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Worldwide Phylogeography of Wild Boar Reveals Multiple Centers of Pig Domestication
Analysis of mitochondrial DNA sequences from 686 wild and domestic pig specimens reveals multiple centers of domestication across Eurasia and that European, rather than Near Eastern, wild boar are the principal source of modern European domestic pigs.
Multiple Geographic Origins of Commensalism and Complex Dispersal History of Black Rats
Three of the four phylogenetic lineage units within R. rattus show clear genetic signatures of major population expansion in prehistoric times, and the distribution of particular haplogroups mirrors archaeologically and historically documented patterns of human dispersal and trade.
Dating of divergences within the Rattus genus phylogeny using whole mitochondrial genomes.
A detailed picture of the origin of the Australian dingo, obtained from the study of mitochondrial DNA.
- P. Savolainen, T. Leitner, A. Wilton, E. Matisoo-Smith, J. Lundeberg
- BiologyProceedings of the National Academy of Sciences…
- 17 August 2004
D dingoes have an origin from domesticated dogs coming from East Asia, possibly in connection with the Austronesian expansion into Island Southeast Asia, and have since lived isolated from other dog populations.
A genomic history of Aboriginal Australia
A population expansion in northeast Australia during the Holocene epoch associated with limited gene flow from this region to the rest of Australia, consistent with the spread of the Pama–Nyungan languages is inferred.
Origins and dispersals of Pacific peoples: Evidence from mtDNA phylogenies of the Pacific rat
This study presents mtDNA phylogenies based on ≈240 base pairs of the d-loop from both archaeological and modern samples collected from Island Southeast Asia and the Pacific and identifies three major haplogroups, two of which occur in the Pacific.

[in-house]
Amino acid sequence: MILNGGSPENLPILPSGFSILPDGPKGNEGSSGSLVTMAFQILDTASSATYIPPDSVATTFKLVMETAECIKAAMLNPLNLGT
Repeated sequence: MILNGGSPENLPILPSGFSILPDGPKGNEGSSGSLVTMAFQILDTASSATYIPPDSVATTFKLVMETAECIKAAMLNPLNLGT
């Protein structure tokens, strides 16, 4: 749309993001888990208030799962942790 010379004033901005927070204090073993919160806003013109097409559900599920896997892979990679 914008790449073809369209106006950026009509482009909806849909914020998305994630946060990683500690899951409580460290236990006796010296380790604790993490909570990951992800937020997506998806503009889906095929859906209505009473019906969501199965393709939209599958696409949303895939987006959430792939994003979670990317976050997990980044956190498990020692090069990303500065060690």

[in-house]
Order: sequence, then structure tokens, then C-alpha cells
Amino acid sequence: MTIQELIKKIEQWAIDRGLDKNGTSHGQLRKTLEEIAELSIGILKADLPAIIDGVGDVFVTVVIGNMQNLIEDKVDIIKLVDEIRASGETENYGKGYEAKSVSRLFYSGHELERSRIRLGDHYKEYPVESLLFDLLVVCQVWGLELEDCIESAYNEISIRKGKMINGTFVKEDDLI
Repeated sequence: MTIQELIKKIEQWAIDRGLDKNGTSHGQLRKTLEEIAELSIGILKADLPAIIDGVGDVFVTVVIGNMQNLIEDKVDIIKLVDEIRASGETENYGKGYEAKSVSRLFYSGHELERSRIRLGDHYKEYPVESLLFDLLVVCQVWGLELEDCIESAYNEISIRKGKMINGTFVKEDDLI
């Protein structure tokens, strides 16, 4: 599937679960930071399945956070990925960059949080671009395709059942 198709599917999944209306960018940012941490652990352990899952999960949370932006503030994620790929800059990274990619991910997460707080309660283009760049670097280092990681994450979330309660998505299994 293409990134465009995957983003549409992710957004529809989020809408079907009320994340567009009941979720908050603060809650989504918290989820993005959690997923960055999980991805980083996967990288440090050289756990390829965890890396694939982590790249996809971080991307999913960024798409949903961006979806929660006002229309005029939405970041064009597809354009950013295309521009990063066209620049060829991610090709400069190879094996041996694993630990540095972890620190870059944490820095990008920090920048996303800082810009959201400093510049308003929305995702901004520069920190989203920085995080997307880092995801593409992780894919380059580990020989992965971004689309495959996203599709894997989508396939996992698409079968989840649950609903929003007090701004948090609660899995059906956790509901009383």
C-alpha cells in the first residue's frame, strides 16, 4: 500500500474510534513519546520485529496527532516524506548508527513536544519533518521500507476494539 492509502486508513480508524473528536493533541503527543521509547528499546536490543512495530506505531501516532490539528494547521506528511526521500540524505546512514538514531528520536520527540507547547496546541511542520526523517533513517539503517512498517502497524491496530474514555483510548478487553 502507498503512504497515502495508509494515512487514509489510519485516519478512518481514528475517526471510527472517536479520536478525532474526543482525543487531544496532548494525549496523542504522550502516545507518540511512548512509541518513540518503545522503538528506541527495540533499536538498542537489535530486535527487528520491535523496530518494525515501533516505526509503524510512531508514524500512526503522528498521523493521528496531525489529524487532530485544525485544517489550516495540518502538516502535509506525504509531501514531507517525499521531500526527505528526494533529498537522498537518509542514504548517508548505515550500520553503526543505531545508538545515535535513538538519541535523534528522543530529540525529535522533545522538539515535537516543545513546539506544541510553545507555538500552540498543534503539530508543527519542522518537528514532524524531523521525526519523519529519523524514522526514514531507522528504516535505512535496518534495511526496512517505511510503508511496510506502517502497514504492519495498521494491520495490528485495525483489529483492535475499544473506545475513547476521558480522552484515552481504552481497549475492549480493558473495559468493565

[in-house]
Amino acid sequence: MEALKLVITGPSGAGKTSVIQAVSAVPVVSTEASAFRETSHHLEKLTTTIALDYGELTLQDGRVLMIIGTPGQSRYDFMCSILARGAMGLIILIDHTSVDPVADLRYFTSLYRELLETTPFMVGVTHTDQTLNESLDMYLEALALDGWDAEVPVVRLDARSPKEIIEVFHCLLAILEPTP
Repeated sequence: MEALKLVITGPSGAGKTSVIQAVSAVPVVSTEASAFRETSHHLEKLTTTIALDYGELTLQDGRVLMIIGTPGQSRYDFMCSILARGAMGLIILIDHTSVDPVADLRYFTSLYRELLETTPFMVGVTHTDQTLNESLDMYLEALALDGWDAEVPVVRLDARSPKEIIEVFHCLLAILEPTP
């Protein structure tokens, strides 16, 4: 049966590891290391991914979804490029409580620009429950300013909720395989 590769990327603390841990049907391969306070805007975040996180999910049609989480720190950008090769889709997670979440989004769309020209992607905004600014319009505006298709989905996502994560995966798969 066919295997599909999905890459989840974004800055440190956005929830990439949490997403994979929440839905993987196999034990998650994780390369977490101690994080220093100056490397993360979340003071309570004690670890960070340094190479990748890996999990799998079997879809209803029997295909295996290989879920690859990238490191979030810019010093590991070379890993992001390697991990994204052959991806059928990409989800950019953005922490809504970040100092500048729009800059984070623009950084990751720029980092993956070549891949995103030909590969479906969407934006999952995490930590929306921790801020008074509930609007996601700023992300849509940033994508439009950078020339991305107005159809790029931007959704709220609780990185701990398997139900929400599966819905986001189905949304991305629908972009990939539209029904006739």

Phylogeny and ancient DNA of Sus provides insights into neolithic expansion in Island Southeast Asia and Oceania
- G. Larson, T. Cucchi, K. Dobney
- Environmental ScienceProceedings of the National Academy of Sciences
- 20 March 2007
Archeological and genetic evidence shows these pigs were certainly introduced to islands east of the Wallace Line, including New Guinea, and that so-called “wild” pigs within this region are most likely feral descendants of domestic pigs introduced by early agriculturalists.
Radiocarbon and DNA evidence for a pre-Columbian introduction of Polynesian chickens to Chile
- A. Storey, José-Miguel Ramírez, E. Matisoo-Smith
- GeographyProceedings of the National Academy of Sciences
- 19 June 2007
A radiocarbon date and an ancient DNA sequence from a single chicken bone recovered from the archaeological site of El Arenal-1, on the Arauco Peninsula, Chile, provide firm evidence for the pre-Columbian introduction of chickens to the Americas, and strongly suggest that it was a Polynesian introduction.
Investigating the Global Dispersal of Chickens in Prehistory Using Ancient Mitochondrial DNA Signatures
The results from the ancient DNA analyses of forty-eight archaeologically derived chicken bones provide support for archaeological hypotheses about the prehistoric human transport of chickens and lead to the proposal of four hypotheses which will require further scrutiny and rigorous future testing.